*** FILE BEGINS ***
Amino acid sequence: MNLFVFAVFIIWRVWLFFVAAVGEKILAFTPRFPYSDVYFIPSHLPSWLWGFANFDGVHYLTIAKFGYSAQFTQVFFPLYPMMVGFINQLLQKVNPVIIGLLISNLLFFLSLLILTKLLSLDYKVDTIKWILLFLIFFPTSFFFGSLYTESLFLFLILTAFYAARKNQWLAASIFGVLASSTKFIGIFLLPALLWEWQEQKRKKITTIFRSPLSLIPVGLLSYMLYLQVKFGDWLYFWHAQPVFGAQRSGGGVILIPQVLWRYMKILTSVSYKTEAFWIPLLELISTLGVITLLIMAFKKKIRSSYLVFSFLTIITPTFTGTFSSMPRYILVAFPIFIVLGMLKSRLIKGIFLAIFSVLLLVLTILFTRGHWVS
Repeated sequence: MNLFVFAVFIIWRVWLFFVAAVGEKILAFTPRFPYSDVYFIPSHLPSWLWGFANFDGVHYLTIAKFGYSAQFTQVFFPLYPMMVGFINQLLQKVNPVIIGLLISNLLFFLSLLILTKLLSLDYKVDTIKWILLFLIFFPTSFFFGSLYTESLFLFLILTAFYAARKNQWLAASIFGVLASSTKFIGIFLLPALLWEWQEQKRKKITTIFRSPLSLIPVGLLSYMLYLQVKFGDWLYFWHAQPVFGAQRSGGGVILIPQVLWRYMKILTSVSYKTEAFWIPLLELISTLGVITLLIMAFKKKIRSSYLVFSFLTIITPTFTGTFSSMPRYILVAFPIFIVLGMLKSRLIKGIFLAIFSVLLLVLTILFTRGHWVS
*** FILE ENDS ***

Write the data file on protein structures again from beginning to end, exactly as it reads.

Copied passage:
Amino acid sequence: MNLFVFAVFIIWRVWLFFVAAVGEKILAFTPRFPYSDVYFIPSHLPSWLWGFANFDGVHYLTIAKFGYSAQFTQVFFPLYPMMVGFINQLLQKVNPVIIGLLISNLLFFLSLLILTKLLSLDYKVDTIKWILLFLIFFPTSFFFGSLYTESLFLFLILTAFYAARKNQWLAASIFGVLASSTKFIGIFLLPALLWEWQEQKRKKITTIFRSPLSLIPVGLLSYMLYLQVKFGDWLYFWHAQPVFGAQRSGGGVILIPQVLWRYMKILTSVSYKTEAFWIPLLELISTLGVITLLIMAFKKKIRSSYLVFSFLTIITPTFTGTFSSMPRYILVAFPIFIVLGMLKSRLIKGIFLAIFSVLLLVLTILFTRGHWVS
Repeated sequence: MNLFVFAVFIIWRVWLFFVAAVGEKILAFTPRFPYSDVYFIPSHLPSWLWGFANFDGVHYLTIAKFGYSAQFTQVFFPLYPMMVGFINQLLQKVNPVIIGLLISNLLFFLSLLILTKLLSLDYKVDTIKWILLFLIFFPTSFFFGSLYTESLFLFLILTAFYAARKNQWLAASIFGVLASSTKFIGIFLLPALLWEWQEQKRKKITTIFRSPLSLIPVGLLSYMLYLQVKFGDWLYFWHAQPVFGAQRSGGGVILIPQVLWRYMKILTSVSYKTEAFWIPLLELISTLGVITLLIMAFKKKIRSSYLVFSFLTIITPTFTGTFSSMPRYILVAFPIFIVLGMLKSRLIKGIFLAIFSVLLLVLTILFTRGHWVS